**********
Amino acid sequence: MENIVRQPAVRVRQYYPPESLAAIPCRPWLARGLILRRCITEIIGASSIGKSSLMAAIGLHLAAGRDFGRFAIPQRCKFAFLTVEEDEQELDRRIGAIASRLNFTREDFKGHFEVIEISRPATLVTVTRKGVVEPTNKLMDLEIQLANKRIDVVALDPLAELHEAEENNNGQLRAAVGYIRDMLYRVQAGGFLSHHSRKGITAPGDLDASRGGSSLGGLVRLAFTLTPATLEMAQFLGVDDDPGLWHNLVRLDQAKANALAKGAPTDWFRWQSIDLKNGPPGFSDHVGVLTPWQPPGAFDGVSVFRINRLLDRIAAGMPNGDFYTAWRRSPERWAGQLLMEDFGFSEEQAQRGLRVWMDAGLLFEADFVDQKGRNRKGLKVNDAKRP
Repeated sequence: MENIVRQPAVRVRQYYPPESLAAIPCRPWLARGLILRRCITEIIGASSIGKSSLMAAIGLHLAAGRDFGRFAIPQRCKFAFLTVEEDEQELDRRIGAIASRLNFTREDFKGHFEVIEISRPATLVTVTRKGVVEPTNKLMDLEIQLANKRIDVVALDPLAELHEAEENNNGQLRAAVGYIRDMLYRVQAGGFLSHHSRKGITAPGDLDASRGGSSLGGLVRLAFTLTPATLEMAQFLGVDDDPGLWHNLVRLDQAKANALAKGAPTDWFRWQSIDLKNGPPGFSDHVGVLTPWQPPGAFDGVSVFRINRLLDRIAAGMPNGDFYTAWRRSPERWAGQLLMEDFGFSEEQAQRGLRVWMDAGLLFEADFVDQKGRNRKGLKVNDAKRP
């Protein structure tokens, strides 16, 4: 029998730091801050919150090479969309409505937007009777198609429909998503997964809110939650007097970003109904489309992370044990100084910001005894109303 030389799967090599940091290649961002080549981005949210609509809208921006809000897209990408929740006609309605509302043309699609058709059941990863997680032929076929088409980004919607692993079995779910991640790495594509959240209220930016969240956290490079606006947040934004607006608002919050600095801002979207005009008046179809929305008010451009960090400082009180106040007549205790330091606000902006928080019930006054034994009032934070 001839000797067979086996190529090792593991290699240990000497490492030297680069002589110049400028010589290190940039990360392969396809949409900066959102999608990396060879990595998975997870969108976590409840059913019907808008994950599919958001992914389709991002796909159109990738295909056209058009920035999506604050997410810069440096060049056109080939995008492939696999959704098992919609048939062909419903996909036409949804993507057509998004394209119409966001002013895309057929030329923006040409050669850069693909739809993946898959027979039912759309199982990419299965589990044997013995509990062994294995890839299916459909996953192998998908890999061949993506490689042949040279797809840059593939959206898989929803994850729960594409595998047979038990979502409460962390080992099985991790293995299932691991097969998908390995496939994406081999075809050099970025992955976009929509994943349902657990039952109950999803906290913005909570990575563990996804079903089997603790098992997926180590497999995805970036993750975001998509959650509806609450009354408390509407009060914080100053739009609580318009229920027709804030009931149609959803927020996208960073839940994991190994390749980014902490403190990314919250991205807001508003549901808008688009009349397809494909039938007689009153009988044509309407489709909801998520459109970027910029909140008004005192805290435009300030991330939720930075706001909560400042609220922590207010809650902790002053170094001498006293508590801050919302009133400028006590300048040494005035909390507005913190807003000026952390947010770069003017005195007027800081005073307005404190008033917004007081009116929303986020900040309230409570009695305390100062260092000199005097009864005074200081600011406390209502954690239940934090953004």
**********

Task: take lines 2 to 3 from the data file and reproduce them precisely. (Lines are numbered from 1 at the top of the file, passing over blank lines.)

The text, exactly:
Repeated sequence: MENIVRQPAVRVRQYYPPESLAAIPCRPWLARGLILRRCITEIIGASSIGKSSLMAAIGLHLAAGRDFGRFAIPQRCKFAFLTVEEDEQELDRRIGAIASRLNFTREDFKGHFEVIEISRPATLVTVTRKGVVEPTNKLMDLEIQLANKRIDVVALDPLAELHEAEENNNGQLRAAVGYIRDMLYRVQAGGFLSHHSRKGITAPGDLDASRGGSSLGGLVRLAFTLTPATLEMAQFLGVDDDPGLWHNLVRLDQAKANALAKGAPTDWFRWQSIDLKNGPPGFSDHVGVLTPWQPPGAFDGVSVFRINRLLDRIAAGMPNGDFYTAWRRSPERWAGQLLMEDFGFSEEQAQRGLRVWMDAGLLFEADFVDQKGRNRKGLKVNDAKRP
């Protein structure tokens, strides 16, 4: 029998730091801050919150090479969309409505937007009777198609429909998503997964809110939650007097970003109904489309992370044990100084910001005894109303 030389799967090599940091290649961002080549981005949210609509809208921006809000897209990408929740006609309605509302043309699609058709059941990863997680032929076929088409980004919607692993079995779910991640790495594509959240209220930016969240956290490079606006947040934004607006608002919050600095801002979207005009008046179809929305008010451009960090400082009180106040007549205790330091606000902006928080019930006054034994009032934070 001839000797067979086996190529090792593991290699240990000497490492030297680069002589110049400028010589290190940039990360392969396809949409900066959102999608990396060879990595998975997870969108976590409840059913019907808008994950599919958001992914389709991002796909159109990738295909056209058009920035999506604050997410810069440096060049056109080939995008492939696999959704098992919609048939062909419903996909036409949804993507057509998004394209119409966001002013895309057929030329923006040409050669850069693909739809993946898959027979039912759309199982990419299965589990044997013995509990062994294995890839299916459909996953192998998908890999061949993506490689042949040279797809840059593939959206898989929803994850729960594409595998047979038990979502409460962390080992099985991790293995299932691991097969998908390995496939994406081999075809050099970025992955976009929509994943349902657990039952109950999803906290913005909570990575563990996804079903089997603790098992997926180590497999995805970036993750975001998509959650509806609450009354408390509407009060914080100053739009609580318009229920027709804030009931149609959803927020996208960073839940994991190994390749980014902490403190990314919250991205807001508003549901808008688009009349397809494909039938007689009153009988044509309407489709909801998520459109970027910029909140008004005192805290435009300030991330939720930075706001909560400042609220922590207010809650902790002053170094001498006293508590801050919302009133400028006590300048040494005035909390507005913190807003000026952390947010770069003017005195007027800081005073307005404190008033917004007081009116929303986020900040309230409570009695305390100062260092000199005097009864005074200081600011406390209502954690239940934090953004």